8 Christians Captured, Forced to Return to Buddhism in Bangladesh

Friday, September 24, 2010

by Joseph DeCaro

CHITTAGONG, Bangladesh (Worthy News) -- Buddhist extremists held eight Chakma Christians for four days in order to force them to return to Buddhism.

The Buddhists held a pastor, a church secretary, a village leader and five members from a Baptist church in the Chittagong Hill Tracts of Bangladesh. The captives were all forced to wear Buddhist robes, shave their heads, bow down before a statue of Buddha and clean the temple; they were also threatened with beatings and even death if they tried to escape.

Detained Aug. 23, they were initially told they would be confined to the temple for one to two weeks, but after four days the Chrsitian captives were released provided they remained Buddhist.

"They are not allowed to pray to Jesus, nor read Bibles, but they say they are still Christian in their hearts," said Josette Lindem, who added that 10 new Chakma churches formed with about 300 Chakmas professing their faith in Jesus. However, persecution of Chakma believers soon increased.

"At times, when violence arises between the Bengalis (Bangladeshi Muslims) and UPDF over land disputes, the Chakma Christians are caught in the crossfire," Grady Lindem said. "The extremists do not feel that the Christians are actively supporting their goals of preserving the Chakma society, since Christians are primarily focused on sharing the Gospel."

In April, the same Buddhists who held the eight Chakma Christians also took three Chakma Christians captive; they too were also forced to wear robes, shave their heads and worship the Buddha. They were given one month to renounce Christianity and return to Buddhism.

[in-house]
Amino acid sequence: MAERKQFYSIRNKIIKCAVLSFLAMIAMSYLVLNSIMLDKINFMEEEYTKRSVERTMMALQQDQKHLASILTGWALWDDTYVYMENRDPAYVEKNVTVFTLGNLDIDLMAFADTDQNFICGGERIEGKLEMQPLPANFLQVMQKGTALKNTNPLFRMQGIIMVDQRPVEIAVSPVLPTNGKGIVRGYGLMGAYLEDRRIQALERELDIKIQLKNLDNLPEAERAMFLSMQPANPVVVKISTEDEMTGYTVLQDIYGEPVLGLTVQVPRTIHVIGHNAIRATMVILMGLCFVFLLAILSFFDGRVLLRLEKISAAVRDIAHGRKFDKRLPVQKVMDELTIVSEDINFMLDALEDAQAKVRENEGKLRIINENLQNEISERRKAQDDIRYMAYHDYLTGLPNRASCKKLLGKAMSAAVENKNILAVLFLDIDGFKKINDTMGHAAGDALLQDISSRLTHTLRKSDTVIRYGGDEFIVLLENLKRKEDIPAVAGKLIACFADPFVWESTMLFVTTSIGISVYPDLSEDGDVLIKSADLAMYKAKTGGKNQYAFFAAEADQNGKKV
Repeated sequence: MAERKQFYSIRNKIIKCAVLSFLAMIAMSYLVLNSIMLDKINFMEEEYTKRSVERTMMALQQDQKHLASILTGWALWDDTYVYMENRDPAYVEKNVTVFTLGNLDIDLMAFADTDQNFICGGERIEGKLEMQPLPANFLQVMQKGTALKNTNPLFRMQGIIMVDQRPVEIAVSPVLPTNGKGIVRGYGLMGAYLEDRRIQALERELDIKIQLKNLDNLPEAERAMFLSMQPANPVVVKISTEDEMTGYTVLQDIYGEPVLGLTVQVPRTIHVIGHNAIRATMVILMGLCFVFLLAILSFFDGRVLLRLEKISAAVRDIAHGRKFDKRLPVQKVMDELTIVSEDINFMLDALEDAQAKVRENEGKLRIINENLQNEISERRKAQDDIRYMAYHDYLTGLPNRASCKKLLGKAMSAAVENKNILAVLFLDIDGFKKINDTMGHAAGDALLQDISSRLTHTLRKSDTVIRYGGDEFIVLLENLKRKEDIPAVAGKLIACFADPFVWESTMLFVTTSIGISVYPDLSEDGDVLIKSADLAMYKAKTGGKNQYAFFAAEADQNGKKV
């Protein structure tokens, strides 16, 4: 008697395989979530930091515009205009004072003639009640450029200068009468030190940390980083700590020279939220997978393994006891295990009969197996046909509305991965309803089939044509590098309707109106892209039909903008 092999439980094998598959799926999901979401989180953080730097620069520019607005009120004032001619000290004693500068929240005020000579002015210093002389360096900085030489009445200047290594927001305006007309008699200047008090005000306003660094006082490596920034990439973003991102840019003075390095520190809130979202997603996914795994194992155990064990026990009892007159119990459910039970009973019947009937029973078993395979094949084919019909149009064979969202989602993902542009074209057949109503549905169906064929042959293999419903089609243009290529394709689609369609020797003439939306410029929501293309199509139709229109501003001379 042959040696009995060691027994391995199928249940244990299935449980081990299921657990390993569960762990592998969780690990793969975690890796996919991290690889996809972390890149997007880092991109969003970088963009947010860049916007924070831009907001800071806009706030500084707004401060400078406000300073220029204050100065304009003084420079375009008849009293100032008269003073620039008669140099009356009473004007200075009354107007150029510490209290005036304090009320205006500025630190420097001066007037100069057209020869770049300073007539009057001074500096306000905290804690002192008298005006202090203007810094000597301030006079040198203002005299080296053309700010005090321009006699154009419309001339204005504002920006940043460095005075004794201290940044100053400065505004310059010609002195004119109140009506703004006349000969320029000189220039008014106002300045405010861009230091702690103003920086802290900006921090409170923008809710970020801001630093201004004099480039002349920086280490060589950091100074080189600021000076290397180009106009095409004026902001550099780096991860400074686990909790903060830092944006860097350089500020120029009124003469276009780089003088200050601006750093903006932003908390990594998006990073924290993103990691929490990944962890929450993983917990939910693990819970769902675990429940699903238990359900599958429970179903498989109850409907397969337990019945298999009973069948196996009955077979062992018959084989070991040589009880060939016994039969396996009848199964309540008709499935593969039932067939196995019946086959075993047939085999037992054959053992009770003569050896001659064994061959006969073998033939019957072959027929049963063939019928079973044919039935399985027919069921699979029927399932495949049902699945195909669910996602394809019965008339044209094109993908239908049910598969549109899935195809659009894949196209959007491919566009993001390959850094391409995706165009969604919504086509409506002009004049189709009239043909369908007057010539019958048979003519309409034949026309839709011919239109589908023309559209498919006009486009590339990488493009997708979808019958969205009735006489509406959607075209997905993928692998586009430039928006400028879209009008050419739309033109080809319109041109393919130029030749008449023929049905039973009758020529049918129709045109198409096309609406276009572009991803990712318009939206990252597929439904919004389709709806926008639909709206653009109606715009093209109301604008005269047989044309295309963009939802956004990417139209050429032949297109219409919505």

"If they do not return to Buddhism, there will be serious consequences and possibly death," Grady Lindem said. "Christians who have the money and means flee their homes at this point."

Buddhist extremists have forbidden Chakma Christians to read the Bible or pray, the Lindems said. Christians are not allowed to enter Buddhist villages, or use bridges, ferries, or roads. They are not allowed to buy food or sell crops, and Buddhist merchants are forbidden by fine from selling to Christians.

"Only when the Chakma Christians appear outwardly as Buddhists in their dress and do not openly pray, read the Bible or evangelize," said Grady Lindem, "can they peacefully live in their villages and their children attend school. Police and (the) army view the situation as a local internal problem within the Chakma people that does not impact the Muslim people, (but) if the Chakma Christians seek help from the courts or the police, the extremists become very angry and the persecution becomes worse."

Leaders of the Bangladesh Baptist Christian Fellowship have tried to meet with the Buddhists to bring an end to the persecution, but to date they haven't had any success.